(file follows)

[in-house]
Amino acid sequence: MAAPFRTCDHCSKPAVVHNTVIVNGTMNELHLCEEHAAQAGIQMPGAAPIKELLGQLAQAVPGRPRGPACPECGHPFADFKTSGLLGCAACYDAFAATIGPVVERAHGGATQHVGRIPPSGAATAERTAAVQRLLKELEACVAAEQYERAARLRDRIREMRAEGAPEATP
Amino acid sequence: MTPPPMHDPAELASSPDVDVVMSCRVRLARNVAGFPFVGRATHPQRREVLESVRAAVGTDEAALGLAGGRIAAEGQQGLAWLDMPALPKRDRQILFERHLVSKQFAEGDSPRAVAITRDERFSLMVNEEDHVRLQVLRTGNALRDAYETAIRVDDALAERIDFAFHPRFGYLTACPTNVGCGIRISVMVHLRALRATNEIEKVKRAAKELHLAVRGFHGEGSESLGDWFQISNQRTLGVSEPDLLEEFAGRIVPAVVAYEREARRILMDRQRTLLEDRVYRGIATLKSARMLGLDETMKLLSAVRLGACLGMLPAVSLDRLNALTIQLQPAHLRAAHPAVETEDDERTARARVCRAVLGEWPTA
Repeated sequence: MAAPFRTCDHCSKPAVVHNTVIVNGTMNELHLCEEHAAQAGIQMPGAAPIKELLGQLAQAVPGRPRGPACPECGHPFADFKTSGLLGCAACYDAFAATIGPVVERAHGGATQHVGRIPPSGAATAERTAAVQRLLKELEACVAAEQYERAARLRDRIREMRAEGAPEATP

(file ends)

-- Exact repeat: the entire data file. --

[in-house]
Amino acid sequence: MAAPFRTCDHCSKPAVVHNTVIVNGTMNELHLCEEHAAQAGIQMPGAAPIKELLGQLAQAVPGRPRGPACPECGHPFADFKTSGLLGCAACYDAFAATIGPVVERAHGGATQHVGRIPPSGAATAERTAAVQRLLKELEACVAAEQYERAARLRDRIREMRAEGAPEATP
Amino acid sequence: MTPPPMHDPAELASSPDVDVVMSCRVRLARNVAGFPFVGRATHPQRREVLESVRAAVGTDEAALGLAGGRIAAEGQQGLAWLDMPALPKRDRQILFERHLVSKQFAEGDSPRAVAITRDERFSLMVNEEDHVRLQVLRTGNALRDAYETAIRVDDALAERIDFAFHPRFGYLTACPTNVGCGIRISVMVHLRALRATNEIEKVKRAAKELHLAVRGFHGEGSESLGDWFQISNQRTLGVSEPDLLEEFAGRIVPAVVAYEREARRILMDRQRTLLEDRVYRGIATLKSARMLGLDETMKLLSAVRLGACLGMLPAVSLDRLNALTIQLQPAHLRAAHPAVETEDDERTARARVCRAVLGEWPTA
Repeated sequence: MAAPFRTCDHCSKPAVVHNTVIVNGTMNELHLCEEHAAQAGIQMPGAAPIKELLGQLAQAVPGRPRGPACPECGHPFADFKTSGLLGCAACYDAFAATIGPVVERAHGGATQHVGRIPPSGAATAERTAAVQRLLKELEACVAAEQYERAARLRDRIREMRAEGAPEATP